This paper provides explanations both of why essential fatty acids are essential and of biochemical terms which are widely used by the general press.
These explanations should aid an appreciation of two of our papers in this issue especially that by Haslam et al. Vegetable oils are extracted mostly from seeds of maize, soyabean, sunflower, linseed, rape, olive, and palm.
These oils provide over twice as much net energy/kg compared with starch and so their consumption can contribute to obesity with its adverse effects on health.
They are a source of two essential dietary nutrients in the form of the polyunsaturated fatty acids (PUFA), C18:2 6 linoleic acid and C18:3, 3, a-linolenic acid.
Olive oil is also a rich source of C18:1, 9, oleic acid, a monounsaturated fatty acid (MUFA), which may contribute to its health benefits. Long chain omega-3 fatty acids, C20:5, 3, eicosapentaenoic acid (EPA), and C22:6, 3, docosahexaenoic acid (DHA) are also essential in the diet of vertebrates, but the only major primary source of them is oceanic mono-cellular organisms, phytoplanktons and algae, the foodstuff of oceanic animal life.
Thus, production of these oils from a crop which can be grown in temperate climates will be an essential source for fish farming, where their current source from wild fish oils, is becoming scarce. EPA and DHA consumption beneficially influence risk factors of cardio-vascular disease (CVD) when they replace saturated fats in the diet.
They are more potent than are a-linolenic acid and linoleic acid, or than oleic acid. All these unsaturated fatty acids are protective against CVD, in comparison to saturated fatty acids, e.g. palmitic acid (C16:0). Nevertheless, palm oil is rich in both palmitic acid and oleic acid (Table 1).
Olive oil contains a larger proportion of oleic acid and less palmitic acid than does palm oil, and is considered to be protective. Nevertheless, unsaturated fats are prone to oxidation and rancidity, whereas saturated fats are relatively stable and the hydrogenation of unsaturated vegetable oils during the production of margarine leads to cis—trans isomerisation of unsaturated fats.
The trans-isomers have been shown to raise plasma LDL cholesterol levels and to pose a risk for CVD. Hence, legislation has been introduced in the USA, where trans-fat levels must be declared on the labels of appropriate products in the USA.
However, compared with the relationship of fatty acids with the risk factors of CVD, the correlation of all these risk factors with the occurrence of CVD is less well secure, for the obvious reason that individuals do not eat nutrients, but mixed diets; so there is confounding of factors on the response to the dietary environment of individuals. Some clarification of this situation is possible in population studies.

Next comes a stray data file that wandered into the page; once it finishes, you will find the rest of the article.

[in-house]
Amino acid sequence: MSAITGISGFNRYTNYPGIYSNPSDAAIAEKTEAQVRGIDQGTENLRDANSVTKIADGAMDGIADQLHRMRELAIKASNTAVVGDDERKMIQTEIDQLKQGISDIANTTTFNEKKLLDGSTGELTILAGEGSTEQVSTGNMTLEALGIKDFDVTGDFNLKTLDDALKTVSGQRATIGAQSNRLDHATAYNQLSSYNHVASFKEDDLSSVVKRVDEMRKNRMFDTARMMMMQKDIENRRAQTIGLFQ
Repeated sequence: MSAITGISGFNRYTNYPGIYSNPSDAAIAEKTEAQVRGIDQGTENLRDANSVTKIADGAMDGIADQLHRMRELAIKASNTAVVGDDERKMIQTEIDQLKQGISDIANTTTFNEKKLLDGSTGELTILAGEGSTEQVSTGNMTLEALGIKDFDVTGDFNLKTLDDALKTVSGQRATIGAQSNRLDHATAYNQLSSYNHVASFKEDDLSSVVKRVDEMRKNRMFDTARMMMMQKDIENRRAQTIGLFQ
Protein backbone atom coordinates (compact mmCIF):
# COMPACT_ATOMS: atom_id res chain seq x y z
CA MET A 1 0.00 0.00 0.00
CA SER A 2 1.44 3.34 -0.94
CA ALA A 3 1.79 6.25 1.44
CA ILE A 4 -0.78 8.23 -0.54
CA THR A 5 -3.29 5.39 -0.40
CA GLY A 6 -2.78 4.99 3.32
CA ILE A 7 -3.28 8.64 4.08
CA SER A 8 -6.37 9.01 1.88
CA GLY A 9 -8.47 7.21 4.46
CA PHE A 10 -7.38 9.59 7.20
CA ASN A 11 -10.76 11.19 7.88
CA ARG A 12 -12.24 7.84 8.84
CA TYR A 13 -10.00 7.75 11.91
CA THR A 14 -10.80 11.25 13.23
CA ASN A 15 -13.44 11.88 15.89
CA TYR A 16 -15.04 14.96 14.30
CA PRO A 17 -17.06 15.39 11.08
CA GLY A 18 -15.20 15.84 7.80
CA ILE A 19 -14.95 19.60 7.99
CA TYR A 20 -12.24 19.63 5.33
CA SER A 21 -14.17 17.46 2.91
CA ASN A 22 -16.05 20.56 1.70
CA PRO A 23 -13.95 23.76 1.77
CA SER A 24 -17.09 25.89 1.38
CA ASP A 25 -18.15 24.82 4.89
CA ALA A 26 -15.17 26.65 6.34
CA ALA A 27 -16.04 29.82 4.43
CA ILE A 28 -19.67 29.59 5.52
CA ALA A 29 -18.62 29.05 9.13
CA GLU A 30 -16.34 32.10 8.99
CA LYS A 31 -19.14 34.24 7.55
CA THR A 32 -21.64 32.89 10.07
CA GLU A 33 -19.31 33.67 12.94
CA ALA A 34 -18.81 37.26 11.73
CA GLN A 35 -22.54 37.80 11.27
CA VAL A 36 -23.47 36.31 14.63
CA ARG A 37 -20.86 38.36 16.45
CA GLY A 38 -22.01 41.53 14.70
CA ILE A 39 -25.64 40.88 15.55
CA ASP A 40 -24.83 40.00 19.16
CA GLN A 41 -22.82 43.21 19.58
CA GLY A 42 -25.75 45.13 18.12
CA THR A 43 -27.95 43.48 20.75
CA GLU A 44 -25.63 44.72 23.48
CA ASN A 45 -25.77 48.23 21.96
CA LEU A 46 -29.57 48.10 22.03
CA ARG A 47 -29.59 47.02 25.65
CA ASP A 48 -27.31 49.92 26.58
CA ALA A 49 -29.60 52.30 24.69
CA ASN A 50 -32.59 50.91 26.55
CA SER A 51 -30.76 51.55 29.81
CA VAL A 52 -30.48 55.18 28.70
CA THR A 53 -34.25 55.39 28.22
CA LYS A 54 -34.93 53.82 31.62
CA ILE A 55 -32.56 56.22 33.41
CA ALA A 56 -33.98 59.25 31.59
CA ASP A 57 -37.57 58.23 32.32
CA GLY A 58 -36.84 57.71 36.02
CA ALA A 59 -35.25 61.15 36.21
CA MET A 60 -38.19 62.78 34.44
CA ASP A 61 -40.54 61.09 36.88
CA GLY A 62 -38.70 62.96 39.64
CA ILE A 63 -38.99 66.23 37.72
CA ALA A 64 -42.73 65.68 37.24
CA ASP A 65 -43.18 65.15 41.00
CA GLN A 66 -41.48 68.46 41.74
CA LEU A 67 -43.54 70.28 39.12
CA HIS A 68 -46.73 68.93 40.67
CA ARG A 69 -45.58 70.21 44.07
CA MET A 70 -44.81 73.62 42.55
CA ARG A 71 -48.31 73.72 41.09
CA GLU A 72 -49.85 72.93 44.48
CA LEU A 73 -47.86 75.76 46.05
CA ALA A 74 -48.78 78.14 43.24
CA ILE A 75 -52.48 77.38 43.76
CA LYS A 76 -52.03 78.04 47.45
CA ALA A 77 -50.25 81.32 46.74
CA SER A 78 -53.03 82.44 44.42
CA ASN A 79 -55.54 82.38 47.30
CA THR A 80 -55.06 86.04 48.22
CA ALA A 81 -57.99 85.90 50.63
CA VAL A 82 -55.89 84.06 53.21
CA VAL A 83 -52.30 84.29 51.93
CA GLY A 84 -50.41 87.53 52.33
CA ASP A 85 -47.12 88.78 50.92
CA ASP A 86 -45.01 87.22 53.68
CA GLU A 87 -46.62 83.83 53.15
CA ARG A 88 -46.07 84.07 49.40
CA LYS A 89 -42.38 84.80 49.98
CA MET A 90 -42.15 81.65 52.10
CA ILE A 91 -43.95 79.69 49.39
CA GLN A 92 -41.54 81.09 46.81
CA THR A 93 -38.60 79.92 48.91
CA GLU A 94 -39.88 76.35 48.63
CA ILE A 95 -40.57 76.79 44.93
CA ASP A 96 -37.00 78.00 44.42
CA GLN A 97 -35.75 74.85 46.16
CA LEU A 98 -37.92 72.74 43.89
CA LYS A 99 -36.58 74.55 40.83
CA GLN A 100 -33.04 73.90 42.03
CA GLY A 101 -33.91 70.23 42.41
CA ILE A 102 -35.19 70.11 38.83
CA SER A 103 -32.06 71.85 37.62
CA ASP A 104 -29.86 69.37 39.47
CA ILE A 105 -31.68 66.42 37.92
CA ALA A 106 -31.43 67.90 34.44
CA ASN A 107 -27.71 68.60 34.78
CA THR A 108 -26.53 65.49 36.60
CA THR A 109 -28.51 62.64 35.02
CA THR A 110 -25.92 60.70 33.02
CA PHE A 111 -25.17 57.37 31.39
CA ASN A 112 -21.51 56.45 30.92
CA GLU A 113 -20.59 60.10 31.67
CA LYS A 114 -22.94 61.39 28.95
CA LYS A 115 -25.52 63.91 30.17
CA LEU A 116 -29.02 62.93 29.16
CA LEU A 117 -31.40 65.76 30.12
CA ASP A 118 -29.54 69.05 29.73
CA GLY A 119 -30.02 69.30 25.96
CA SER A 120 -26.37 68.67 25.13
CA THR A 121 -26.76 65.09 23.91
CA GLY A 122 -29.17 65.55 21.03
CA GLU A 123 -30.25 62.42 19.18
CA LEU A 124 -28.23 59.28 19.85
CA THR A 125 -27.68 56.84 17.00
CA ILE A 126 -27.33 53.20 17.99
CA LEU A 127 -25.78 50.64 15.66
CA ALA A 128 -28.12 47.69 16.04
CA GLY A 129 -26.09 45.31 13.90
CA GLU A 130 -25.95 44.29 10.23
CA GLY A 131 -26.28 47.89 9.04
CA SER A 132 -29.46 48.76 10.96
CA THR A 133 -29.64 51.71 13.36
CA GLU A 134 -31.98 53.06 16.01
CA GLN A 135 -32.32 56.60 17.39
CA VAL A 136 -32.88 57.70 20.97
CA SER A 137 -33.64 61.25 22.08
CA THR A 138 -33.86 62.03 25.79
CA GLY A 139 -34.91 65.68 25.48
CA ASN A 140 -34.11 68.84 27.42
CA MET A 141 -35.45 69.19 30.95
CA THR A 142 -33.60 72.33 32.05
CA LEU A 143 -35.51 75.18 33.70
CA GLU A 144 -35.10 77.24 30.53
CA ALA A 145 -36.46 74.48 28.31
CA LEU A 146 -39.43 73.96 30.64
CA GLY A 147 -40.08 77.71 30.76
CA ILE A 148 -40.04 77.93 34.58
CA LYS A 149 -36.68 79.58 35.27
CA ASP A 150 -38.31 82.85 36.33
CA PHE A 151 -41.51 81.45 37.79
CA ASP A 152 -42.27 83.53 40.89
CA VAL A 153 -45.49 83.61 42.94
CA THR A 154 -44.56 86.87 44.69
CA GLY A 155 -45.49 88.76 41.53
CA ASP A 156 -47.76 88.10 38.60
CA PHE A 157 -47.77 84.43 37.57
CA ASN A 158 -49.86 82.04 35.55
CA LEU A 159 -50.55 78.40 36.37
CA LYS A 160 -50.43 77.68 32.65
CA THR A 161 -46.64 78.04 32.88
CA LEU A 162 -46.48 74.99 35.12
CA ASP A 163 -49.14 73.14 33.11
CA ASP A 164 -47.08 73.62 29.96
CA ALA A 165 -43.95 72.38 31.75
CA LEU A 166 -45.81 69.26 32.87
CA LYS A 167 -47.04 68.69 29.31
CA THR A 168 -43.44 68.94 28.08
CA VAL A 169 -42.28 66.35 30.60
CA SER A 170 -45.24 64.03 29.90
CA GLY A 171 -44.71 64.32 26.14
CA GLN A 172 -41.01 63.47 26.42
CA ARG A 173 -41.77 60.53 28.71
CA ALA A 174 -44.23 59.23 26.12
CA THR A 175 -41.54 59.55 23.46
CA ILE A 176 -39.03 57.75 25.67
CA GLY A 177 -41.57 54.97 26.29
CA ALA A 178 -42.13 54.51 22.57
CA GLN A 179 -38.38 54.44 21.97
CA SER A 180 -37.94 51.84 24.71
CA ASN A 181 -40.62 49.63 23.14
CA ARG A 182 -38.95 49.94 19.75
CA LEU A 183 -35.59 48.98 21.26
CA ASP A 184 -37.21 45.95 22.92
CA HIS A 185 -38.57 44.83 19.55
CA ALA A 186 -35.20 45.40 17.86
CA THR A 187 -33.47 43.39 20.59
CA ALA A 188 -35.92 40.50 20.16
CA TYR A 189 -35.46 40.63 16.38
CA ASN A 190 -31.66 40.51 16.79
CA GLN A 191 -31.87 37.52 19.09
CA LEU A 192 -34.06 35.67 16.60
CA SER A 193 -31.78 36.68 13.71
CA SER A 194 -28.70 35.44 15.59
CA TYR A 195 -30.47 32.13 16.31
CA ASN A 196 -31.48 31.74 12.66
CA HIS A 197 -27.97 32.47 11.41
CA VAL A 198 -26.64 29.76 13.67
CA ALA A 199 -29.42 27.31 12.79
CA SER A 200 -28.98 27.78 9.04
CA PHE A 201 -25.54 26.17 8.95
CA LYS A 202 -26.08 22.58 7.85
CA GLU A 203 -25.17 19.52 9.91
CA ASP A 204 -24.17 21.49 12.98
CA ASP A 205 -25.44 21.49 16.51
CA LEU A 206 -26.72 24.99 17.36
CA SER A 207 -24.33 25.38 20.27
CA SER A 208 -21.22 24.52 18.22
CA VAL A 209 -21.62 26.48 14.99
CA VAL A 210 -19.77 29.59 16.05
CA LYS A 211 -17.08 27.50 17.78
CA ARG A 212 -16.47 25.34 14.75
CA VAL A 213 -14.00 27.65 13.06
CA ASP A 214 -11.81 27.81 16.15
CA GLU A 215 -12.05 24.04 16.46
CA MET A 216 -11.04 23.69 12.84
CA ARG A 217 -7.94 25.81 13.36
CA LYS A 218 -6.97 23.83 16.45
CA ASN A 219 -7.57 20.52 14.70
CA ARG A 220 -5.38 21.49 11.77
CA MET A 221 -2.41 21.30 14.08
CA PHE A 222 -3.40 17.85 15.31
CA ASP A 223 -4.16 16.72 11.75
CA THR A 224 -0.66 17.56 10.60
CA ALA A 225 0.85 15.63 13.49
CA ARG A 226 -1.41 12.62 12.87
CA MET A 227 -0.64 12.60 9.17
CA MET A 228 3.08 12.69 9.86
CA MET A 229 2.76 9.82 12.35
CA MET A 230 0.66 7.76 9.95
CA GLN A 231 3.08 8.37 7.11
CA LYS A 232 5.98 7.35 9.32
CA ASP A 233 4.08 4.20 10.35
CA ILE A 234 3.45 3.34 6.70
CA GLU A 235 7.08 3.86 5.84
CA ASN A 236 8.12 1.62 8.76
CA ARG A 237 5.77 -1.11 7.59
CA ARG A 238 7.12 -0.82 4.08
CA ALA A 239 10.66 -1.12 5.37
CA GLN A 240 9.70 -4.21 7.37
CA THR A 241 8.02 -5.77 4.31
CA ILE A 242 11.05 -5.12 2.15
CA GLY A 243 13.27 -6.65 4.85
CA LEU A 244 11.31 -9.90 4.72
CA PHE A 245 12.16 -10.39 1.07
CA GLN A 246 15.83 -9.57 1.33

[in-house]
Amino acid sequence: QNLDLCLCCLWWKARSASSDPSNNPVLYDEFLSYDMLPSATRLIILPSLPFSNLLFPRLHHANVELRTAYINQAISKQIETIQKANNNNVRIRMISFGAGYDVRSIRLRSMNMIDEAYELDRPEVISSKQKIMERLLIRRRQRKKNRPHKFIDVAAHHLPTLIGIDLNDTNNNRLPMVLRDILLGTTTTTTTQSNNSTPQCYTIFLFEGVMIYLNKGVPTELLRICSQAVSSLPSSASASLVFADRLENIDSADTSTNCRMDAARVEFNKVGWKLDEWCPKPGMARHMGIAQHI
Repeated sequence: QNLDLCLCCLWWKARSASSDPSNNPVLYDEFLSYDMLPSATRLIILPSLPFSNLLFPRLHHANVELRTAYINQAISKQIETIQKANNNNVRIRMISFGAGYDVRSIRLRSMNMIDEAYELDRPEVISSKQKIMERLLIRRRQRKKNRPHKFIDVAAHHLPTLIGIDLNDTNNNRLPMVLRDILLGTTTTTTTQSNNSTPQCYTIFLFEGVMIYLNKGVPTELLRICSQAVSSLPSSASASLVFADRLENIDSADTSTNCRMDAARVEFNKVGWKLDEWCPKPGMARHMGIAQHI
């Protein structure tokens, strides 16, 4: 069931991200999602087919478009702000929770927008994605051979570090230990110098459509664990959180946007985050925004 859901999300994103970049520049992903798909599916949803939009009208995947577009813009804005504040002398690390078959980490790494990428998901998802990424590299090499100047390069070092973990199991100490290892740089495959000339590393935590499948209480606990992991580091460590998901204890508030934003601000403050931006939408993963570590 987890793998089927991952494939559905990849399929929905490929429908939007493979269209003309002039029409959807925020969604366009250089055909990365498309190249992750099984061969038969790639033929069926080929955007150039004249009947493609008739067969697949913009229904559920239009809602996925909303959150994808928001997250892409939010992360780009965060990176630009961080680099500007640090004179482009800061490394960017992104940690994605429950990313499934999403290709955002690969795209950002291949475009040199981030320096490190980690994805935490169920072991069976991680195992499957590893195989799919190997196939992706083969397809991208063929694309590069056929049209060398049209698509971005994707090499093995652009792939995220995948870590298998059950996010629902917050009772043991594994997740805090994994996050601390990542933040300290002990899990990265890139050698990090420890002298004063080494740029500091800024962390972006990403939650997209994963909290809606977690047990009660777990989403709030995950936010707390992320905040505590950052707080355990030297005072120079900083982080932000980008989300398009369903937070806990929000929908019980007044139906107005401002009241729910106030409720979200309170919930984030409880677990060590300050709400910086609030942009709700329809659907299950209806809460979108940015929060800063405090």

fats, lipids, risk factors, CVD, GM, definitions
CVD, cardiovascular disease; GRAS, generally recognized as safe; MUFA, monounsaturated fatty acids; PUFA, polyunsaturated fatty acids.
Definitions – what are fats?
Lipids are a group of naturally occurring compounds that include fats, waxes, sterols, including cholesterol, fat-soluble vitamins (such as vitamins A, D, E, and K), monoglycerides, diglycerides, triglycerides, phospholipids, and others.
The main biological functions of lipids include storing energy, signalling and acting as structural components of cell membranes.
Lipids have applications in the cosmetic and food industries as well as in nanotechnology. Although the term lipid is sometimes used as a synonym for fats, fats are a subgroup of lipids called triglycerides or triacylglycerols.
Triglycerides (Triacylglycrols )
Triglycerides are the main constituents of vegetable oil (typically containing more unsaturated fatty acids) and animal fats (typically with more saturated fatty acids), see Figure 1 for a typical structure.
Figure 2 shows four different fatty acids. Stearic acid is completely saturated, i.e. it has single bonds (-CH2-CH2-) between the carbon atoms in its chain.
Saturated fatty acids are “saturated” with hydrogen – all available places where hydrogen atoms could be bonded to carbon atoms are occupied i.e. each carbon has two H atoms attached to it, whereas the omega (end of the C chain) will have three i.e. a methyl group.
Unsaturated compounds have double bonds (-CH=CH-) between carbon atoms, reducing the number of places where hydrogen atoms can bond to carbon atoms to one H atom per C atom, as in oleic acid and in a-linolenic acid (Fig. 2).
These carbon bonds are under stress and thus open to oxidation, or to rotation.
The fatty acid bonds to the glycerol through its acyl (carboxyl) group in forming a fat. Unsaturated fats have a lower melting point and are more likely to be liquid at room temperature.
Saturated fats have a higher melting point and are more likely to be solid at room temperature. Melting point is also determined by C chain length of the fatty acids shorter chains have a lower melting point. Most natural fats contain a complex mixture of individual triglycerides. Because of this, they melt over a broad range of temperatures.